Monday, May 19, 2014

Earl Hooker -- "Wah Wah Blues"

Hello and a happy Monday to all.

I started the day with the Temptations, continued with some reggae, and finally arrived at the blues ... Don't have the blues, though. There's nothing blue about today's track. Blogging from my patio again,  I can't believe how amazing this track sounds outdoors with trees rustling in the background and birds "whistling" along.

Whoever listens to Earl Hooker 's guitar must admit that many a popular blues guitarist has been hopelessly overrated. B.B. King considers him the "best of modern guitarists," and what else is there to be said? Except maybe that I consider Albert King the absolut greatest of them all. But that's, of course, only an amateur's choice ...

Earl Hooker, cousin of John Lee Hooker, was born January 15, 1929 near Clarksdale, MS (of course, it was Mississippi). His parents moved to Chicago when he was one year. He died in Chicago at the early age of 41 of tuberculosis which had plagued him since childhood. He also was afflicted by severe stuttering which kept him from singing, it is said. I can imagine he compensated for this handicap by becoming the virtuoso on the guitar he undoubtedly was.

According to Wikipedia  Earl Hooker began recording in 1952  "for several independent record companies. His early singles were often credited to the vocalist he recorded with, although some instrumentals(and his occasional vocal) were issued in Hooker's name. Songs by Hooker and with blues and R&B artists, including Johnny O'Neal, Little Sam Davis, Boyd Gilmore, Pinetop Perkins,The Dells, Arbee Stidham, Lorenzo Smith, and Harold Tidwell were recorded by such labels as King, Rockin', Sun, Argo, Veejay, States, United, and C.J. (several of these recordings, including all of the Sun material, were unissued at the time). The harmonica player, Little Arthur Duncan, often accompanied Hooker over this period.[8]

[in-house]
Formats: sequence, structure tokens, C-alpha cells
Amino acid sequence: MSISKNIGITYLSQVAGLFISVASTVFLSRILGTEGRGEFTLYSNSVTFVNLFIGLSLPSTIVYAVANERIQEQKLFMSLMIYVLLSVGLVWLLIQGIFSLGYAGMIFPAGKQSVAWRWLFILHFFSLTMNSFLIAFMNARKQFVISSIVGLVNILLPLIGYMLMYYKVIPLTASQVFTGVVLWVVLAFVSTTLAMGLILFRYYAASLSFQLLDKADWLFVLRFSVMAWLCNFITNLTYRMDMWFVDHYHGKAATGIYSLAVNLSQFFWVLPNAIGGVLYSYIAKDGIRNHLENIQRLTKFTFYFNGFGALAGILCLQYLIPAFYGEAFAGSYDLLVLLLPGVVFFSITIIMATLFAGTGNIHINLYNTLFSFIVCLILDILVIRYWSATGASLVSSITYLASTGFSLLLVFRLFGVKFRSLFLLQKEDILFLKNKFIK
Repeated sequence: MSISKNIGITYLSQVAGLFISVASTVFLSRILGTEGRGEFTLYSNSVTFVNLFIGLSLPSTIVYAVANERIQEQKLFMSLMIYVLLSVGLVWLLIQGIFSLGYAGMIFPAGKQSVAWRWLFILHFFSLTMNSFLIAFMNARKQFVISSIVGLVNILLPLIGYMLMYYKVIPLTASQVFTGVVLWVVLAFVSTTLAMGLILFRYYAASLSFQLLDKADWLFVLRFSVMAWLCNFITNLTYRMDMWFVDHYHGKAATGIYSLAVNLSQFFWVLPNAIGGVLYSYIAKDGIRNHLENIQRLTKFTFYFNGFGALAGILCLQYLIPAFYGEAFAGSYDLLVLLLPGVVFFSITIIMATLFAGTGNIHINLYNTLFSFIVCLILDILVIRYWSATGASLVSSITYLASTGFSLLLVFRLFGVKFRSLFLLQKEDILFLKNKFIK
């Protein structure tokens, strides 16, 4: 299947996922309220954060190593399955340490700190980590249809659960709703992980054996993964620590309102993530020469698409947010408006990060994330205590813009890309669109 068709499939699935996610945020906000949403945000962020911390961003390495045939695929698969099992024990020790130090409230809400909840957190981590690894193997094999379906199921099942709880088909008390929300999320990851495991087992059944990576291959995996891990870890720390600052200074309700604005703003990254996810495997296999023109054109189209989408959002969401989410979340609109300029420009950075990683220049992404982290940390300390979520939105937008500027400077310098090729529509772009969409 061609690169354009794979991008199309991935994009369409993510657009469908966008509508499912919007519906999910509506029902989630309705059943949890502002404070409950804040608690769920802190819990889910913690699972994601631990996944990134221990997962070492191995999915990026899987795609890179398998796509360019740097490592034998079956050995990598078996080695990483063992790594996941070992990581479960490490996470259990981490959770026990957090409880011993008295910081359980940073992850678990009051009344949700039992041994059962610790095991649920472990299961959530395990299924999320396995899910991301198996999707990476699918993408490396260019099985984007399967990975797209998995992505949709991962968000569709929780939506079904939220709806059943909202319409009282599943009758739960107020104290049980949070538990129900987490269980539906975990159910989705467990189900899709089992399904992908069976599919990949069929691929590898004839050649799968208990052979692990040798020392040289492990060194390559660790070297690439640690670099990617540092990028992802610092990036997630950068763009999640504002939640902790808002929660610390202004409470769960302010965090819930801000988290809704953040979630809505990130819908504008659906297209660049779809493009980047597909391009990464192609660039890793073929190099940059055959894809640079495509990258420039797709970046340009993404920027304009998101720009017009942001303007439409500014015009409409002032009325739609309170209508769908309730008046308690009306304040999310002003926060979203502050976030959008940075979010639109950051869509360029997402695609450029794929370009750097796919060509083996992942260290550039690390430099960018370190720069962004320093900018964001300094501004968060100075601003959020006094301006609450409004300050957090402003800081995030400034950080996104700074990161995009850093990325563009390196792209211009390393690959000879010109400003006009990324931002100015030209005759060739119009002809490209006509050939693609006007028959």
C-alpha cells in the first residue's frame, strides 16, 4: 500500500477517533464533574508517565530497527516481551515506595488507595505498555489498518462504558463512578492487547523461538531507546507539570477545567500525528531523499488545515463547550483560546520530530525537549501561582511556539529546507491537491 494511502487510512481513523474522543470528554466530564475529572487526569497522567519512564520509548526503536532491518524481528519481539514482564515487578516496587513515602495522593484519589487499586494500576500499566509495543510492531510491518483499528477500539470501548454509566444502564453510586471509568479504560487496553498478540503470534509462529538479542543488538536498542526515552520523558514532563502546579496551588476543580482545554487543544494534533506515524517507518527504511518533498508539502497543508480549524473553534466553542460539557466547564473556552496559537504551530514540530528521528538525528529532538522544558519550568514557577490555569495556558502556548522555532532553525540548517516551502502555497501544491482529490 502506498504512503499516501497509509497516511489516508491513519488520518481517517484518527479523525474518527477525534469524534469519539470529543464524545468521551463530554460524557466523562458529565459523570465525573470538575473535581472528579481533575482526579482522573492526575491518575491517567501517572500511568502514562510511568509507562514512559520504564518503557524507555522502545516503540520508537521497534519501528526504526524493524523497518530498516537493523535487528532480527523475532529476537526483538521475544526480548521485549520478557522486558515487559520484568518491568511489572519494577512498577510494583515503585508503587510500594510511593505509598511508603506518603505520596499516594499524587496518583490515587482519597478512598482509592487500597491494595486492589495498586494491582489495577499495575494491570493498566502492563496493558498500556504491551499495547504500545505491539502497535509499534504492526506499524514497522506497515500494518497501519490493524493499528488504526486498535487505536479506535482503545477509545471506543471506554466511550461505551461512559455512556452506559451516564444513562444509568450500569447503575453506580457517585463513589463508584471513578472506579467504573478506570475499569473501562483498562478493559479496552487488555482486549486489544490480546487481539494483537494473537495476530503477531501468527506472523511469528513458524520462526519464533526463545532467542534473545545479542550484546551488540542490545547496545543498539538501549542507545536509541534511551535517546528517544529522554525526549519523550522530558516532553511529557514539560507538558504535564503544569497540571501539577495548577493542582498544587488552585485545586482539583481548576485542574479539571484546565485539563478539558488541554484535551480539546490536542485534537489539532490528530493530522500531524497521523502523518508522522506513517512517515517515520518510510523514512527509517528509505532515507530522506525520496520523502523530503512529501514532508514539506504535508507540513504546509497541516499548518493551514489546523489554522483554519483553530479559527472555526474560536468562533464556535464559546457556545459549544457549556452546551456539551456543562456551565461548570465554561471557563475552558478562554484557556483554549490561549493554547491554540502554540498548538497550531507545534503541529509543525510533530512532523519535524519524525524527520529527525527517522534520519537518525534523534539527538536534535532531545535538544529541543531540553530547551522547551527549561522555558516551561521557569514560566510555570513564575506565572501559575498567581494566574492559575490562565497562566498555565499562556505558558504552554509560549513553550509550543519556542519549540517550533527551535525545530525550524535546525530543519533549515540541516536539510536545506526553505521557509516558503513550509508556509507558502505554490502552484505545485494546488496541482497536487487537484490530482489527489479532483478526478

Among these early singles was Hooker's first recorded vocal performance on an interpretation of the blues classic "Black Angel Blues". Although his vocals were more than adequate, they lacked the power usually associated with blues singers.[9] Hooker's "Sweet Angel" (1953 Rockin' 513) was based on Robert Nighthawk's 1949 "Black Angel Blues" and showed that "Hooker had by now transcended his teacher".[10] (B.B. King later had a hit in 1956 with his interpretation, "Sweet Little Angel".) One of Hooker's most successful singles during this period was "Frog Hop", recorded in 1956 (Argo 5265). The song, an upbeat instrumental, showed some of his T-Bone Walker swing-blues and chording influences, as well as his own style.[11]

So here is "Wah Wah Blues," one of my favorites by Earl Hooker.


And just in case you can't get enough, this is a fantastic Earl Hooker Youtube clip. 



4 comments:

Marc said...

No 'Wah Wah Blues'

When I catched Earl Hooker he'd busted his wah - wah pedal.It was straight pickin' and slidin' all the way.He performed a great version of Robert Nighthawk's 'Anna Lee' :-)

Greetings,
Marc

Raggedy said...

Hi Marc! I've read about Earl Hooker's cover of that song. Do you happen to know whether the vocals on "Sweet Black Angel" on The Bugs and A Roach album are actually those of Earl Hooker? Or, do you know of any recording where he actually sang himself?

Marc said...

Hello,

Yes,Earl is the vocalist on 'Sweet Black Angel'
For more information see the 'Earl Hooker Discography'
http://www.wirz.de/music/hookearl.htm

Later,
Marc

Raggedy said...

Thanks a lot. Btw., Stefan Wirz's site is awe inspiring. What some people do for the love of music is amazing.

Inge